|Occupation:||Intellectuals & Academics|
|Birth Day:||August 23, 1924|
|Birth Place:||Brooklyn, New York, United States|
|Height:||in centimeters - N/A|
|Weight:||in kg - N/A|
Robert Solow was born in Brooklyn, New York, into a Jewish family on August 23, 1924, the oldest of three children. He regarded his parents as being very intelligent people but were not able to go to college due to the necessity to work. He was well educated in the neighborhood public schools and excelled academically early in life. In September 1940, Solow went to Harvard College with a scholarship at the age of 16. At Harvard, his first studies were in sociology and anthropology as well as elementary economics.
In 1941, Solow left the university and joined the U.S. Army. Because he was fluent in German, the Army put him on a task force whose primary purpose was to intercept, interpret, and send back German messages to base. He served briefly in North Africa and Sicily, and later in Italy until he was discharged in August 1945. Shortly after returning, he proceeded to marry his girlfriend, Barbara Lewis, whom he had only been dating for six months.
He returned to Harvard in 1945, and studied under Wassily Leontief. As Leontief's research assistant he produced the first set of capital-coefficients for the input–output model. Then he became interested in statistics and probability models. From 1949 to 1950, he spent a fellowship year at Columbia University to study statistics more intensively. During that year he also worked on his Ph.D. thesis, an exploratory attempt to model changes in the size distribution of wage income using interacting Markov processes for employment-unemployment and wage rates.
In 1949, just before going off to Columbia, he was offered and accepted an assistant professorship in the Economics Department at Massachusetts Institute of Technology. At M.I.T. he taught courses in statistics and econometrics. Solow's interest gradually changed to macroeconomics. For almost 40 years, Solow and Paul Samuelson worked together on many landmark theories: von Neumann growth theory (1953), theory of capital (1956), linear programming (1958) and the Phillips curve (1960).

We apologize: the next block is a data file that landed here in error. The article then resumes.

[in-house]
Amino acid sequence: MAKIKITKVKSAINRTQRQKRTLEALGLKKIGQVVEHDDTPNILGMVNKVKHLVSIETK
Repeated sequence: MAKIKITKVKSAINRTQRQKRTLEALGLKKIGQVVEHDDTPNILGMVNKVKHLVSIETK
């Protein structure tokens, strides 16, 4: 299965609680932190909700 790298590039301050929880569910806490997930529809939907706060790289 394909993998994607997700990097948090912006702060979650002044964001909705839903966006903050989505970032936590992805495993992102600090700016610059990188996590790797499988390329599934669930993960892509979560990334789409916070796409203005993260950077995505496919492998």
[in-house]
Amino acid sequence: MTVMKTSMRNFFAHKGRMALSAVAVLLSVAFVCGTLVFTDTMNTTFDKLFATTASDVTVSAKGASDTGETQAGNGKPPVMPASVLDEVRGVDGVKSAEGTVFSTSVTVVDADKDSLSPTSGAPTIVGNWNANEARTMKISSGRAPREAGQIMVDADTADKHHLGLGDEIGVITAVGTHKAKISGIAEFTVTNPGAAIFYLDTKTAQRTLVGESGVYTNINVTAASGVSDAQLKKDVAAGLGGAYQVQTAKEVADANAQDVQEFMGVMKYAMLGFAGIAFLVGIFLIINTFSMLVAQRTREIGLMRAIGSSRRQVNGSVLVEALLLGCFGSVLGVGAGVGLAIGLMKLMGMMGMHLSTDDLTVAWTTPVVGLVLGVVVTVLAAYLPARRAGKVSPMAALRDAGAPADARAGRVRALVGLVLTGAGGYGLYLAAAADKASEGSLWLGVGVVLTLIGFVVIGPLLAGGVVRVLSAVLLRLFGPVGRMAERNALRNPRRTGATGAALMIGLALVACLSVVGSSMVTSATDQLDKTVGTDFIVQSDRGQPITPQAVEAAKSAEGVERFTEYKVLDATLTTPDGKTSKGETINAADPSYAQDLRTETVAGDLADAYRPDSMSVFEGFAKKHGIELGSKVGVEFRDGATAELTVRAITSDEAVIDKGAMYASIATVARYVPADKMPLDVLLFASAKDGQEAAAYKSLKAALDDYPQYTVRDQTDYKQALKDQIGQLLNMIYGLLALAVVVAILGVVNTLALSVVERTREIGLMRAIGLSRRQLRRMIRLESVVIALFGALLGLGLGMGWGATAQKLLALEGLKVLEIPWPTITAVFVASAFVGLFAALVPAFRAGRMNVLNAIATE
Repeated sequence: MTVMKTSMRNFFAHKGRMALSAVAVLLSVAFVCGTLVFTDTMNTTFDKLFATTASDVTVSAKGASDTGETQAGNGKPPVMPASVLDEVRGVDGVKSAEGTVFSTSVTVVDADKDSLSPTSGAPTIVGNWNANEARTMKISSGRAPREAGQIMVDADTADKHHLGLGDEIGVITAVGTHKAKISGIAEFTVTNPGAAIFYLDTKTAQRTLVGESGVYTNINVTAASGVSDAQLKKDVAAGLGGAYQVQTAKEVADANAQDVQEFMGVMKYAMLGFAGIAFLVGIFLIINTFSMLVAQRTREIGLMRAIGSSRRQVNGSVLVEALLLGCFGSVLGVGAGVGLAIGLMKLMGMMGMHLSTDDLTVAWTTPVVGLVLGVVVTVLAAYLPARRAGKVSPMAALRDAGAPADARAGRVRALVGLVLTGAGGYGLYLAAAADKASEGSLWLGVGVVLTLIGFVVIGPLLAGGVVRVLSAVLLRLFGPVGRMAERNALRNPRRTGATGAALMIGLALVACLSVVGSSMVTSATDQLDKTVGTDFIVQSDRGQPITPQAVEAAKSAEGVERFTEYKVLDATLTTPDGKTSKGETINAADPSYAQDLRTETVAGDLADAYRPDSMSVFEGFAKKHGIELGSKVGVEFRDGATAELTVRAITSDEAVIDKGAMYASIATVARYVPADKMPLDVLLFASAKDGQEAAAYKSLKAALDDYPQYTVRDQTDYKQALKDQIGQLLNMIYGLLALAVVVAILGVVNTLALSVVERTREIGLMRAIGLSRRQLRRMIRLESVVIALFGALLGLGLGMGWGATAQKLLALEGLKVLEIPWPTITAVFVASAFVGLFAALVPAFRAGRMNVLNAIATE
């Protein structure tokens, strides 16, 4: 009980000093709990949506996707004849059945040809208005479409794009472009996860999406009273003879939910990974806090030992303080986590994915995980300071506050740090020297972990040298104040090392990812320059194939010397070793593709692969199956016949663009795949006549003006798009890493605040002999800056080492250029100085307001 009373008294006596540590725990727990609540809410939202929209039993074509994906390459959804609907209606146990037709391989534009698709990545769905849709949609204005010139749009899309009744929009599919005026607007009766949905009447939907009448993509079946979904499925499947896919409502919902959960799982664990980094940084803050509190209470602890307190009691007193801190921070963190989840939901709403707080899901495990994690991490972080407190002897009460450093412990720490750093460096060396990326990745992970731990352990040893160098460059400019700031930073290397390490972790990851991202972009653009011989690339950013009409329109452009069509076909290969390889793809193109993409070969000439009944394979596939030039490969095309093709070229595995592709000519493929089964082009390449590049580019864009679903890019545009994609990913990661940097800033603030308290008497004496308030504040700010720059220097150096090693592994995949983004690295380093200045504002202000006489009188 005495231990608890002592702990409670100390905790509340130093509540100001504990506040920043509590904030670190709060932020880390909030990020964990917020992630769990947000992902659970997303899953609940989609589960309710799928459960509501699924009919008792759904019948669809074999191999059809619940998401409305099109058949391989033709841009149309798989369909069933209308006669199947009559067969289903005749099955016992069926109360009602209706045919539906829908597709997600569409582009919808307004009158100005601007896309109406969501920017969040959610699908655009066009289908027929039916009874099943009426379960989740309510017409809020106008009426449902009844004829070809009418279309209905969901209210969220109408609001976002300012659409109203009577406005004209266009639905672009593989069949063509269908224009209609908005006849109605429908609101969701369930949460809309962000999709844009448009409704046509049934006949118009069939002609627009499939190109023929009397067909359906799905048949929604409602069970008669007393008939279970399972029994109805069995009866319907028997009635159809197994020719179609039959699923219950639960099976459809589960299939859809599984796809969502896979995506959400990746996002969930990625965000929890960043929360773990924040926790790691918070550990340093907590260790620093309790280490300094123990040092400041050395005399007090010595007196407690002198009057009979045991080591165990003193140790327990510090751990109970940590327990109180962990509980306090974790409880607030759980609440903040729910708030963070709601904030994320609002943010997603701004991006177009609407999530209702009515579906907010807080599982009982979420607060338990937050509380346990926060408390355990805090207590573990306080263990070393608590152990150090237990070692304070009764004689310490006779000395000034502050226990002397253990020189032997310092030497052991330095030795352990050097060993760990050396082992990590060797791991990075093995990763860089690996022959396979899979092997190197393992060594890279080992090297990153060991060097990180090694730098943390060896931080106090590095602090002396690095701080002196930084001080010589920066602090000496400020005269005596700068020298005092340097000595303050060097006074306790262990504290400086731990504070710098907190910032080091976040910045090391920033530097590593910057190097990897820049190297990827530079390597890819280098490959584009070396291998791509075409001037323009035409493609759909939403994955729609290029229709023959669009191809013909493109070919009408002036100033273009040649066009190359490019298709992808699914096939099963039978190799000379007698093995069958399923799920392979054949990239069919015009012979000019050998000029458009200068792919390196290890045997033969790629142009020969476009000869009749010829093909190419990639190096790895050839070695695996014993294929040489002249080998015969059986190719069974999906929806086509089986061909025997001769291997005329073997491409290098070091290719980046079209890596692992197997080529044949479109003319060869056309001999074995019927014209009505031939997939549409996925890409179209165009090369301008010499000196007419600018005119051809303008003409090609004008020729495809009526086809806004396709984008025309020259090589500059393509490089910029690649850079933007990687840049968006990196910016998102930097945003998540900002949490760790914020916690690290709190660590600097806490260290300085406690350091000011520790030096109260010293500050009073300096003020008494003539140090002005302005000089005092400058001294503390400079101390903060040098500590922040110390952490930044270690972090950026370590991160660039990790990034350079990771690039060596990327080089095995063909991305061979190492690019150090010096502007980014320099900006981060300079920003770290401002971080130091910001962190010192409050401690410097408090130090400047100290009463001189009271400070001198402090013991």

Solow's model of economic growth, often known as the Solow–Swan neo-classical growth model as the model was independently discovered by Trevor W. Swan and published in "The Economic Record" in 1956, allows the determinants of economic growth to be separated into increases in inputs (labour and capital) and technical progress. The reason these models are called "exogenous" growth models is the saving rate is taken to be exogenously given. Subsequent work derives savings behavior from an inter-temporal utility-maximizing framework. Using his model, Solow (1957) calculated that about four-fifths of the growth in US output per worker was attributable to technical progress.
In 1961 he won the American Economic Association's John Bates Clark Award, given to the best economist under age forty. In 1979 he served as president of that association. In 1987, he won the Nobel Prize for his analysis of economic growth and in 1999, he received the National Medal of Science. In 2011, he received an honorary degree in Doctor of Science from Tufts University.
Currently, Robert Solow is 98 years, 5 months and 14 days old. Robert Solow will celebrate 99th birthday on a Wednesday 23rd of August 2023. Below we countdown to Robert Solow upcoming birthday.